I can't say I was looking forward to picking up Abigail Carter's memoir THE ALCHEMY OF LOSS. I knew, after all, that it was about a woman who lost her husband on 9/11 and found herself having to pick up the pieces of their family as a young widow. But I wouldn't hesitate to recommend the book to anyone who had experienced a similarly staggering personal loss, because of its occasionally painful honesty.
Carter's husband Arron happened to be at a business meeting at Windows on the World on the fateful day, and the phone call he made to her reporting (erroneously) that there had been a bomb in the building was the last time they ever spoke. Still reeling from a recent layoff, Abigail was faced with the unimaginable task of explaining to her two children, 2-year-old Carter and 6-year-old Olivia, what happened to their daddy -- and the greater chore of continuing with her life without him. The book follows Carter's life from 9/11 onward, from her connections with other 9/11 families in their home of Montclair, New Jersey, the ways her husband's death changed her relationships with her parents and the daily struggle of learning to be a single parent. It's impossible not to be moved by her descriptions of her son asking her to sing "Silent Night" for him at bedtime for "Daddy heaven," or the giggles she couldn't stifle during Arron's memorial service.
I can't speak to Carter's experiences as a parent, but I was really intrigued by Abigail's responses to the attacks as a non-New Yorker and someone who had lived for many years outside the U.S. According to her bio, she was born in Philadelphia, but grew up in Canada and lived in London for several years with Arron. It's a useful reminder of the truly international reach of the September 11th terrorist attacks -- I remember from that month a local front-page obit of a woman living 2 towns over from me, who had grown up in the same Girl Scout system as I had and had just moved to New York City. While Abigail blamed herself momentarily for having the American passport which allowed them to move there, I felt curiously honored in a way that she decided to keep her life and her children in this country.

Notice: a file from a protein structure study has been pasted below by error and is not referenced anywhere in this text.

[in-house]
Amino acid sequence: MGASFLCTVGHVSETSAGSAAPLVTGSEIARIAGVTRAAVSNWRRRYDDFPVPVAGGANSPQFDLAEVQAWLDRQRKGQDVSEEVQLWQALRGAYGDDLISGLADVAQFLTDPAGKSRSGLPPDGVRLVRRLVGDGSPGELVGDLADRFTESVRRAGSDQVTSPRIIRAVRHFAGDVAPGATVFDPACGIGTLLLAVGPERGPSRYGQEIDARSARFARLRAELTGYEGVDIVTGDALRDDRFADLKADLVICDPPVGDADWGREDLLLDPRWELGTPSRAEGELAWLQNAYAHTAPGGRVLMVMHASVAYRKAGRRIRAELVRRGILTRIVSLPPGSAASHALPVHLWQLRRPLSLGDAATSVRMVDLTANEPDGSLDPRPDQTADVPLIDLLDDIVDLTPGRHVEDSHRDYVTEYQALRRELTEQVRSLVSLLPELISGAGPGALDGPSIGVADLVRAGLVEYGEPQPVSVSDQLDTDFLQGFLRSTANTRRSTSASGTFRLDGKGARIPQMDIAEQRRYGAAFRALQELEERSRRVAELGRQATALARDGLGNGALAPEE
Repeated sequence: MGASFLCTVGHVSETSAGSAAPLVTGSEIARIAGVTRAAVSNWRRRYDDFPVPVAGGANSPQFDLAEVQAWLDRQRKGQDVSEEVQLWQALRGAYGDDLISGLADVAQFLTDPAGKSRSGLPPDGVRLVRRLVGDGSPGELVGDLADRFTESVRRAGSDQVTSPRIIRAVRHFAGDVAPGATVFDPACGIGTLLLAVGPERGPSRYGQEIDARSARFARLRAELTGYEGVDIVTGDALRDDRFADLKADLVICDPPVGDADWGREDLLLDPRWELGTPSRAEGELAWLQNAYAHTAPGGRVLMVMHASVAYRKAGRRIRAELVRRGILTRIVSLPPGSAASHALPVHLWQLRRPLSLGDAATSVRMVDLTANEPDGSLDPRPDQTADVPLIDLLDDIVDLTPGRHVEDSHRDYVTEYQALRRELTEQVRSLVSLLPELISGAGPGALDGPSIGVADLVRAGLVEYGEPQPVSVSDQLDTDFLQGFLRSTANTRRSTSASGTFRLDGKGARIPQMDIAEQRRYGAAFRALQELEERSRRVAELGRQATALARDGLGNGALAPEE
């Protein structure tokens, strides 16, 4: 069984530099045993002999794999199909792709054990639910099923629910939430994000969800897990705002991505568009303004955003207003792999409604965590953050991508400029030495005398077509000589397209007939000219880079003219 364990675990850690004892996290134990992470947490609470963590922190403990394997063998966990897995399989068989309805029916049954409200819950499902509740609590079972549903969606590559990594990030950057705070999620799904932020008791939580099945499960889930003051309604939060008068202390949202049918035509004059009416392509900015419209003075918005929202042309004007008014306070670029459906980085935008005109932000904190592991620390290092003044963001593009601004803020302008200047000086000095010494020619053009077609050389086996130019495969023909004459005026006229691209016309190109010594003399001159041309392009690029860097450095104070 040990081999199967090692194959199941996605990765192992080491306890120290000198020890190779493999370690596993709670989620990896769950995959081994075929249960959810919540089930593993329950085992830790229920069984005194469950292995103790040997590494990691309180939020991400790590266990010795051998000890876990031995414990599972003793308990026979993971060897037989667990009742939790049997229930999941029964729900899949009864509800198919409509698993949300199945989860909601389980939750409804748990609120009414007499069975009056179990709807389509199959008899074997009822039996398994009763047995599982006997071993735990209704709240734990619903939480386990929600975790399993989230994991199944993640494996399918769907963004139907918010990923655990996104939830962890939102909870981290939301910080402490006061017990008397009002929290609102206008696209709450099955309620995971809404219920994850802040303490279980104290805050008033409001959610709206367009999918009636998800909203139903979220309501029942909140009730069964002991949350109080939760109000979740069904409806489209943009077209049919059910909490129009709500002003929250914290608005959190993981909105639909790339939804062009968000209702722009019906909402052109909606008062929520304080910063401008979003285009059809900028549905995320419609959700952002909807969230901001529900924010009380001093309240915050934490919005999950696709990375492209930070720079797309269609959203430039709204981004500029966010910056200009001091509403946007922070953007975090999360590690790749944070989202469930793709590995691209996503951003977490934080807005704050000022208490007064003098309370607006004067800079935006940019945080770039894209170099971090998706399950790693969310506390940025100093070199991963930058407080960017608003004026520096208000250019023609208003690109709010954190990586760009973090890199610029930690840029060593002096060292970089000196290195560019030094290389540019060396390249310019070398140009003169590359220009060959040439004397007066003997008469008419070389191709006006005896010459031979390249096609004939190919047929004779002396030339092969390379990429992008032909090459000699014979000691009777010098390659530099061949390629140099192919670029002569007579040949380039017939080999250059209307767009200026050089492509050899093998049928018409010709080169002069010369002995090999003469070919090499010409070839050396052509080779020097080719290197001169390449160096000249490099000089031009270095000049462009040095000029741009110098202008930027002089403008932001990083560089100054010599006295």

Because it deals with a September 11 loss, I think this book will prove to be a valuable historical document as well as a handbook for the grieving for its detailing of the immediate response to the tragedy. Initially overwhelmed by the help she received, Abigail felt guilty for the help she got when, had he died under different circumstances, many people in her social circle might not have reached out. At the same time, Carter comes not to blame the government's efforts to help her, though she is honest when well-intentioned efforts go wrong (for instance, when a trip to Ground Zero for victims' families is cut short because a group of senators want to see it). When I read her cringeworthy description of stumbling over the media-created six-month anniversary tributes to 9/11, complete with the footage we'll never forget, I found myself getting angry for her to have to be reminded every day of such a huge loss, but rooting for her to persevere through her grief. With THE ALCHEMY OF LOSS, she has done just that.
This post is a stop on a virtual book tour -- to check out the other stops, visit TLC Book Tour's dedicated page. You can also visit Abigail Carter's blog. Lisa of TLC sent me this book and asked me to participate, which I gladly did, because why not? THE ALCHEMY OF LOSS is available in paperback in January 2009.
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